Online since August 2002

British, female and blues

Reviewed September 2009

White Sugar
White Sugar
By Joanne Shaw Taylor

Ruf Records: 2009

To hear sound clips or learn more about this release, Turbula recommends viewing its Amazon.com entry.

Stevie Ray Vaughan has been gone for over 19 years, but his influence continues to be heard in blues guitar circles. Joanne Shaw Taylor is a 23-year-old Birmingham, England native being hailed by some, fairly or unfairly, as the newest, hottest-playing and female SRV.

After being discovered by Dave Stewart (late of the Eurythmics), and working in his touring band, Taylor brought her Telecaster into the studio and recorded "White Sugar" with a power-trio format (like Vaughan's Double Trouble, with bass and drums). A wise choice was made in selecting producer Jim Gaines, who produced several of his records as well as those of a roster of other players that reads like a "Who's Who" of blues guitar for the last quarter century.

The sound on the 10 Taylor originals here is stripped-down by design. Though multi-tracked, there are few overdubs, and backing vocals on only one song; the idea seems to have been to rely on Taylor's guitar skills and vocals without trying to prop them up. Her voice is low and soulful, a good match to the guitar. Her guitar playing is smooth and clean, with good phrasing of blues scales. The comparisons to Vaughn are exaggerated; she seems to have style that recalls his to an extent, but also contains elements of other blues-rockers like Eric Clapton, Rory Gallagher and Buddy Guy.

"Going Home" is a dark, minor power blues that starts the disc off as she shows surprising vocal power, then matches it with a guitar break that mixes chopped chords and high-wire shred. "Bones" is a galloping boogie with more aggressive lead work by Taylor, with a solo that recalls Gallagher with a quiet-down, crank-up approach. An attempt at a semi-conventional blues-rock song, "Who Do You Want Me to Be?" with female backup singing and a complicated arrangement, is clumsy until Taylor cuts loose with a Hendrix-inspired lead break.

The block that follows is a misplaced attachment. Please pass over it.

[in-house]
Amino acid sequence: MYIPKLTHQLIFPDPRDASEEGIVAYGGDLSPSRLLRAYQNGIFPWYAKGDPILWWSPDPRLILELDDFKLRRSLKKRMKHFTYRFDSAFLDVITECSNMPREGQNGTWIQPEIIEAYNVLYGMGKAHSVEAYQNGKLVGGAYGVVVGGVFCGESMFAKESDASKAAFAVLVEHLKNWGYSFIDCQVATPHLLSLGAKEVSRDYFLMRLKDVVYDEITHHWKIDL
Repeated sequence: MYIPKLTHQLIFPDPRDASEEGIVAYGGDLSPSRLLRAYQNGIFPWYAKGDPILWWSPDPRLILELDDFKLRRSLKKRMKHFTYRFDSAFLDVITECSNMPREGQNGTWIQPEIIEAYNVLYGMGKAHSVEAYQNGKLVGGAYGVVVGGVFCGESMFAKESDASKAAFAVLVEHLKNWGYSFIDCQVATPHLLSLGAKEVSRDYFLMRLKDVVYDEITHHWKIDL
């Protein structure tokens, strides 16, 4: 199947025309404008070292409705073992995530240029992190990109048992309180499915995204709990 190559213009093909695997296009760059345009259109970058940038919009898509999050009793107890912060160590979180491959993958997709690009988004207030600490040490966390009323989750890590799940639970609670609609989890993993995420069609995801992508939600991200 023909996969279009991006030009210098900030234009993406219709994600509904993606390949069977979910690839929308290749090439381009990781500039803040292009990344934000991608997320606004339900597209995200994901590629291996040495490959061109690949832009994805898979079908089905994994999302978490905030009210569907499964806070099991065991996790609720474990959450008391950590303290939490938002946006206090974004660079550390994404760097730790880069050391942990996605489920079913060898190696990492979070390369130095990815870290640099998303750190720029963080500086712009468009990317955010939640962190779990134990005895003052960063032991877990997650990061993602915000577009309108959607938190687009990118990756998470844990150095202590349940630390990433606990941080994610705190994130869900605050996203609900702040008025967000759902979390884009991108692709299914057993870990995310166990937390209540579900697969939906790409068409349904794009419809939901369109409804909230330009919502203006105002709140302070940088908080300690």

A more traditional, mid-tempo twelve-bar blues ballad, "Time Has Come," gives her a framework to play her slow blues licks. Halfway through, she falls victim to a temptation to overplay, but Taylor still shows plenty of pick speed and ability to push the upper register. The title cut is a lot like some of Vaughan's instrumentals, with a lot of fast strumming and some nice, funky lead lines. Another churner is "Watch 'Em Burn," a rocker with a driving beat and another sharp turn on the guitar by Taylor. "Blackest Day" is a slow nod to Stevie Ray's similar, great "Cold Shot" – this closing track makes as many points for its growling vocal as the fluid guitar work.

Joanne Shaw Taylor is definitely a talent to be reckoned with. Her guitar playing is fiery, and the songs on this disc are impressive – especially for a debut disc by a young performer. Before long, she will be known for her own music, and rightly so.

Review by Frank Kocher, a longtime San Diego resident, musician, music collector and frequent contributor to The San Diego Troubadour.

CD Review Archive | Music Home Page | Turbula Home Page